Amidst all the job woes for immigrants in the US due to Donald Trump’s work visa clampdown, there’s still no dearth of Indian students taking their dreams there.
Indians comprise the bulk of the international student population in the US after Chinese people, recent research from the Institute of International Education (IIE) and the US state department’s bureau of educational and cultural affairs.
If anything, the Indian student population in the US went up by 3% in 2018-19 to 202,014 from the previous year, the report said.
The stress isn’t all gone, though: The share of graduate students has declined by 6%.
New student enrollment has been declining for various reasons but topping the list is visa application issues or delays and denials, IEE’s survey shows. The proportion of institutions citing this factor grew 86.9% in fall 2019 from 68.4% two years ago.
Other research, too, supports this phenomena. For instance, visa-related inquiries on listings site Indeed.com shot up among Indian job-seekers looking for employment in the US.
More than half of the colleges and universities with new enrollment declines said students are choosing other countries, especially Canada. The concern is valid considering that at least Indian students are flocking there.
Moreover, a “combination (of) political rhetoric and personal safety continued to cause hesitation for prospective international students and their families,” the report noted. After all, hate crimes in the US have claimed many Indian lives.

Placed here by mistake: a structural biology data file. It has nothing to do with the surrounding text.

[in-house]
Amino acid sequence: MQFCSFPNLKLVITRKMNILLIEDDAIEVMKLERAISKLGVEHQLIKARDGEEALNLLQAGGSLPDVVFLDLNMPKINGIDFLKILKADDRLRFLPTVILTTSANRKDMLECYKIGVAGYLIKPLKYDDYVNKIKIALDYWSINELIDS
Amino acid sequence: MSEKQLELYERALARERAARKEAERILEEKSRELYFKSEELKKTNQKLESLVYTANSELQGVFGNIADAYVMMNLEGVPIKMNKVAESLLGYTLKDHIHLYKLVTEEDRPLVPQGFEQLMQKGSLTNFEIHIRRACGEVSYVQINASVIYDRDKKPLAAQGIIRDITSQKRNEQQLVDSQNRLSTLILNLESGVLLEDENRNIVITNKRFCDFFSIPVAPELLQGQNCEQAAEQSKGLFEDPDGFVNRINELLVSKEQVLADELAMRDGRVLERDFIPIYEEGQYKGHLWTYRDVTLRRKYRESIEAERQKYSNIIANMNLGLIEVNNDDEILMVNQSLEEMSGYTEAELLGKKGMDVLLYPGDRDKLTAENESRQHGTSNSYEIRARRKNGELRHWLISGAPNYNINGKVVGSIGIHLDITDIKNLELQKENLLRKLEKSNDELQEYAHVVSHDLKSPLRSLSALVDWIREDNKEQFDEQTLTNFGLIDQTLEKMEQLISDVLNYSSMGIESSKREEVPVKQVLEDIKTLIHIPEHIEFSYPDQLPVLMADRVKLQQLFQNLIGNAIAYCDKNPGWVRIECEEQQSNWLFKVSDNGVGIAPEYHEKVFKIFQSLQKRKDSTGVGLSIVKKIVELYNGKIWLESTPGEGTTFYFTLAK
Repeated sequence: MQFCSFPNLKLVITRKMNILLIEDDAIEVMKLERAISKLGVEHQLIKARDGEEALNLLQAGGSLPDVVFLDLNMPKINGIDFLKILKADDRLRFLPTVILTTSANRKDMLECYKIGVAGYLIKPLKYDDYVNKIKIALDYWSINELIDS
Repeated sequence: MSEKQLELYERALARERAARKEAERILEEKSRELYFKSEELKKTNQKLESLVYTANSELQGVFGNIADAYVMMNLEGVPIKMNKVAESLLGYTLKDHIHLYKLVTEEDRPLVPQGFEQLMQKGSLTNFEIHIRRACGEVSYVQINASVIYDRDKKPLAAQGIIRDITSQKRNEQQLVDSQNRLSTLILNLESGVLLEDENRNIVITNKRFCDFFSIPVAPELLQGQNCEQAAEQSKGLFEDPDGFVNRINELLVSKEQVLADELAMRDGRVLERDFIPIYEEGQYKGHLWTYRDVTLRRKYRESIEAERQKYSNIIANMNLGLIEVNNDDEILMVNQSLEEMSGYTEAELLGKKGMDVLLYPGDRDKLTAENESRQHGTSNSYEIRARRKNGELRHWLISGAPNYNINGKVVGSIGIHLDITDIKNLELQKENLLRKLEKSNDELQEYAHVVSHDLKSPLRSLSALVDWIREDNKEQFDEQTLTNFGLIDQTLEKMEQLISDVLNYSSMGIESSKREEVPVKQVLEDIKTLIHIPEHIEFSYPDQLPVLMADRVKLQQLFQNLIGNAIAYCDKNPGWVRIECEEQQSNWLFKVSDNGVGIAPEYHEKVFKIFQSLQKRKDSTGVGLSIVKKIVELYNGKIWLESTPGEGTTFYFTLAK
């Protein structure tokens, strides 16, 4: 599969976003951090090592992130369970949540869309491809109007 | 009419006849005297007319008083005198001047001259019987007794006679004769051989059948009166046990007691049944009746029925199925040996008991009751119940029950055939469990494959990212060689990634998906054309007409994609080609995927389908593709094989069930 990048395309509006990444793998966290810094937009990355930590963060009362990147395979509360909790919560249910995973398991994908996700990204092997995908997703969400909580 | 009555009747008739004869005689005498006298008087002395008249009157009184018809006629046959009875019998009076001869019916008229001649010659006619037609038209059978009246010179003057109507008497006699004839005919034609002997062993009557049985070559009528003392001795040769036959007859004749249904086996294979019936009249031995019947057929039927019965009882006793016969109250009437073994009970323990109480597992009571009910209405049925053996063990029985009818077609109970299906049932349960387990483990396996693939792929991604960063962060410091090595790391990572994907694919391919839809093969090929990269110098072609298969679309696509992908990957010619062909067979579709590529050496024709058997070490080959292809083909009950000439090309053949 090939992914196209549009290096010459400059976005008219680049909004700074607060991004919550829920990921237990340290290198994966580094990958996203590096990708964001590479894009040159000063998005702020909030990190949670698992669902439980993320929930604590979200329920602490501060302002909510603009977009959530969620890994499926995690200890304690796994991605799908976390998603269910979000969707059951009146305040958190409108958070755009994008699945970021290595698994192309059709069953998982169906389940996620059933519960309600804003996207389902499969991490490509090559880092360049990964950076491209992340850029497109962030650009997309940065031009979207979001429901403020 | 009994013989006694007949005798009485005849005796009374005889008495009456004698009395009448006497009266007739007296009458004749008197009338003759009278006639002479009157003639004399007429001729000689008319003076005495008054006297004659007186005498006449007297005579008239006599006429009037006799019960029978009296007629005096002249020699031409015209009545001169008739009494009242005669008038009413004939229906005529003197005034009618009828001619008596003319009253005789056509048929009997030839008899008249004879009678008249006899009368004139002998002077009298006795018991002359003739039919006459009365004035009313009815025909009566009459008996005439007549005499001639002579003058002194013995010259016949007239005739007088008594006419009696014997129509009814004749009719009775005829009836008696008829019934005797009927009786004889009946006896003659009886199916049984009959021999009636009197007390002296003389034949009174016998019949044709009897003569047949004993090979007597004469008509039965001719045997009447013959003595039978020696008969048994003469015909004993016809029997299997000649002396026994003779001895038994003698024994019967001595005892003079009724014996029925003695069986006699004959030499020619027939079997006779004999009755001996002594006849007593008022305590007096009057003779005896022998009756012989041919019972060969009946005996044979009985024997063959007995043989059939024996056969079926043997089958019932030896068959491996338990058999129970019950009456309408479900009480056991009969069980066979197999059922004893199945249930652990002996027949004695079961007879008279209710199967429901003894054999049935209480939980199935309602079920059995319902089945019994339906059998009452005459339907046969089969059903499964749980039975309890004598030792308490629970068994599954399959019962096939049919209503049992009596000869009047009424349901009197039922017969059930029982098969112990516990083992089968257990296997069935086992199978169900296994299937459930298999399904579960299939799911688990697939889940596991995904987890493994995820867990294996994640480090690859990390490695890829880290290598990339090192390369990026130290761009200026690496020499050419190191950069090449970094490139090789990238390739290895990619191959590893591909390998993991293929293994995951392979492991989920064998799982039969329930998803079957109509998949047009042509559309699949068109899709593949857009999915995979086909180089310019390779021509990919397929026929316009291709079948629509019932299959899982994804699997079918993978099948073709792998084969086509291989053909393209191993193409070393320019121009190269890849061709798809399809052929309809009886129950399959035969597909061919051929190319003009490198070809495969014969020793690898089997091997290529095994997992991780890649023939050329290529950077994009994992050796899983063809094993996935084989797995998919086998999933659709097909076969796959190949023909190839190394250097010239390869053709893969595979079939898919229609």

Yet, one bright spot for America still is optional practical training (OPT). This is a year-long period during which undergraduate and graduate students can work on a student visa. Students in STEM (science, technology, engineering, and mathematics) fields get an additional 24 months. Just over 223,000 international students took advantage of OPT in the last academic year. Of these, more than 84,000 were from India. Most Indian students have preferred STEM subjects of late, according to US officials.
However, despite the provision to work following the completion of studies, “approximately half of responding institutions with new student declines cited concerns about international students being able to secure a job in the US after their studies,” IEE said.